They are somewhat cumbersome to truck to and from the jobsite, but if you have a trailer that won't be an issue. For smaller jobs you can even leave the mini at the house if you can figure a way of loading the logs easily and quickly. I also use mine for moving stuff around the yard, as they easily can pick up heavy items and move them almost effortlessly. If you had a large grapple truck, i could see a giant one being more useful to your operation Sean, because then you could move logs that you could never imagine of lifting with a mini, and still have a small footprint as far as equipment goes. With the lever kind (like the one you are buying) you can also pick one end of a log up, tie it to the log, and then use the mini on the other end to move very long logs, like a conifer stem that you encounter almost daily. That alone would be worth the cost, as you can move it to the truck where processing it is easier (cleaning saw chips off of concrete vs someone's flower bed).

    We also use a version of them in pipefitting, to move large pipes and equipment around. They are super simple, easy to maintain, and can make moving heavy stuff easier. After having mine i won't be without one, even if I'm not doing trees. A couple of guys with an arch and arbor trolley can move a surprising amount of wood around.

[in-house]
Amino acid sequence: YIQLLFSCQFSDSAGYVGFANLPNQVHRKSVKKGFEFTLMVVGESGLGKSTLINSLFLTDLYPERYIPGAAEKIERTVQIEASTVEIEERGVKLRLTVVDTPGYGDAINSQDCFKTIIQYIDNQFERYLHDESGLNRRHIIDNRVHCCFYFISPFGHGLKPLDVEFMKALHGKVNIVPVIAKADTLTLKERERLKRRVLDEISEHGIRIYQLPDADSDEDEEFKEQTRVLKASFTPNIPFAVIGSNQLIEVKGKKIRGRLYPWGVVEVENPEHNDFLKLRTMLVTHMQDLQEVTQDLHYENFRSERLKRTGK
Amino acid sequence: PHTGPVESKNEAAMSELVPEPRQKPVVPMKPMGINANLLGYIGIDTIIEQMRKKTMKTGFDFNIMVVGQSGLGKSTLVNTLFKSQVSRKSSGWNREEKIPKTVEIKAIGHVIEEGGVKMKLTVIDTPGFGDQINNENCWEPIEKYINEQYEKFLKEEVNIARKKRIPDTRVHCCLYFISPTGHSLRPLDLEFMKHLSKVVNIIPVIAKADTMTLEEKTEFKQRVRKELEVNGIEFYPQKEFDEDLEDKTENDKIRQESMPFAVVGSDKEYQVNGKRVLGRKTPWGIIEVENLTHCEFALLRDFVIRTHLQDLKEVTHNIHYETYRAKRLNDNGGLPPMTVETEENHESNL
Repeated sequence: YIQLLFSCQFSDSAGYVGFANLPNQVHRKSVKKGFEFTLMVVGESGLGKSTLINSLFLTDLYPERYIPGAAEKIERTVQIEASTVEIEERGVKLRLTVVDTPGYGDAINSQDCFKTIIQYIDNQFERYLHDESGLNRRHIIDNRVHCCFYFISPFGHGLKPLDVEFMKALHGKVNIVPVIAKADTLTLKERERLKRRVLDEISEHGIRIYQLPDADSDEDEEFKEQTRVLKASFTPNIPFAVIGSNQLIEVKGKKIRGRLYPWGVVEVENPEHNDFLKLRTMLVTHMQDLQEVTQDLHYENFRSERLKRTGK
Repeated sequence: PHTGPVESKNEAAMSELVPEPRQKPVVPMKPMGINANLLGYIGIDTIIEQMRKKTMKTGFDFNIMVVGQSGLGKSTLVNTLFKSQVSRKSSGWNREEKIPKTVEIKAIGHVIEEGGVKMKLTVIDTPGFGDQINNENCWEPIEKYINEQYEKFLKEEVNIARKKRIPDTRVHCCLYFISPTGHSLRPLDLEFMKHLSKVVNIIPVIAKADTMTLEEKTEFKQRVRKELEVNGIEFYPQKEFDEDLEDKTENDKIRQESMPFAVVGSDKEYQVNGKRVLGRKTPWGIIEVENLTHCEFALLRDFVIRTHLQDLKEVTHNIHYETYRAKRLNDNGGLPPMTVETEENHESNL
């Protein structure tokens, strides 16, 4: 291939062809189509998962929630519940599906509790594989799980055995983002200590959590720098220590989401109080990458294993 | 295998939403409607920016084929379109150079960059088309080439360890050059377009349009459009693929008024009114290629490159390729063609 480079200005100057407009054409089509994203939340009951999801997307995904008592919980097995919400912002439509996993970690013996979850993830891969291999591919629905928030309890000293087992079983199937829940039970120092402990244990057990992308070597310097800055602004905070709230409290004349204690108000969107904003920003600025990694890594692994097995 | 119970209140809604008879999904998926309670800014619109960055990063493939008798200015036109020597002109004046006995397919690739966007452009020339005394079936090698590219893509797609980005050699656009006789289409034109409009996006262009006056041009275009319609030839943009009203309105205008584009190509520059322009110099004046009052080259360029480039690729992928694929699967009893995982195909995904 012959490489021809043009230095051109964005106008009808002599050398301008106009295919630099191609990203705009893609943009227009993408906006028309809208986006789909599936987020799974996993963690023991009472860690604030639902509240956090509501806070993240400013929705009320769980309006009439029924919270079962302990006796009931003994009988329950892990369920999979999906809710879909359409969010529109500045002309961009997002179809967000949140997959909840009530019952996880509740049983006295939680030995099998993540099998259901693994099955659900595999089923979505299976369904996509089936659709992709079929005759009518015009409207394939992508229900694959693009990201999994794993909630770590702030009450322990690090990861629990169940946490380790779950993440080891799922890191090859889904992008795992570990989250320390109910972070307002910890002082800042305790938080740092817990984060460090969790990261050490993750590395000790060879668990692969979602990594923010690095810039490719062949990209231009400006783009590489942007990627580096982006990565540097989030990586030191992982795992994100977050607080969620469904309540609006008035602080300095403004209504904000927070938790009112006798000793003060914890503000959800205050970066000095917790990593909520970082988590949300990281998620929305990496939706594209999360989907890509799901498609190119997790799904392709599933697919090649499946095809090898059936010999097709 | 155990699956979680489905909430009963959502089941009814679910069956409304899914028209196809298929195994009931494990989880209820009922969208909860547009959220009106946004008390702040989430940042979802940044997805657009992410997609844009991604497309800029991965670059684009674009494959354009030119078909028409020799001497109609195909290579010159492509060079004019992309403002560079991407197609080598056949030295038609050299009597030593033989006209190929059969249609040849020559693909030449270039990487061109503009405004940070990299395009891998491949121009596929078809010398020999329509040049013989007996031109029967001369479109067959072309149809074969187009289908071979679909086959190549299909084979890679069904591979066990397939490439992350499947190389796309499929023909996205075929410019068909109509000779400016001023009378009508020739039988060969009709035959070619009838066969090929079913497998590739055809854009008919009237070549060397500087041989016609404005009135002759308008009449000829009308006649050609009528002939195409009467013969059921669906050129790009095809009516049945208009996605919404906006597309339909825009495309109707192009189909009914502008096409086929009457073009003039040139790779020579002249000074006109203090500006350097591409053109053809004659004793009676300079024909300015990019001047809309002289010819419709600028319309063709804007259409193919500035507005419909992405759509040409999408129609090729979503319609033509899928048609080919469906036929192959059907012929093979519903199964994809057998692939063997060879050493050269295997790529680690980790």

Edit: they also work great with a winch doing the pulling, especially with one guy running the winch and one guy kinda steering the log.
    Kyle


  6. #6
    TreeHouse Administrator MasterBlaster's Avatar
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    Every treeco should have one.

  7. #7
    General Purpose Sponsor Stumpshot's Avatar
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    Our homebuilt one is modeled after your linked up one, Sean -- but probably better built. It's lifted HUGE logs, thousands of pounds. We've used it in conjunction with the winch pulling logs out without scarring up turf. And it will still be useful in conjunction with the mini when we get it. I still need to get pics of ours, but time and lighting has been a challenge at the shop to get a good pic

  8. #8
    TreeHouser Sponsor theTreeSpyder's Avatar
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    Wheeling 20' of meaty log thru 30" gate 2" off the ground, with one hand while drinking water rocks!
    "Nature, to be commanded, must be obeyed" -Sir Francis Bacon
    We now return you to the safety of normal thinking peoples.
    ~ Please excuse the interruption; thanx -the mgmt. ~

  9. #9
    Treehouser Sponsor SeanKroll's Avatar
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    $560, or possibly some tree work trade. Might go up and get it today.
    If it looks like I asked a question, but put a period, it's probably a question.
    Don't know why I'm question-mark challenged online. 😀 New Year's Resolution, better proof reading.

  10. #10
    TreeHouser Sponsor flushcut's Avatar
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    A straight up trade would be better.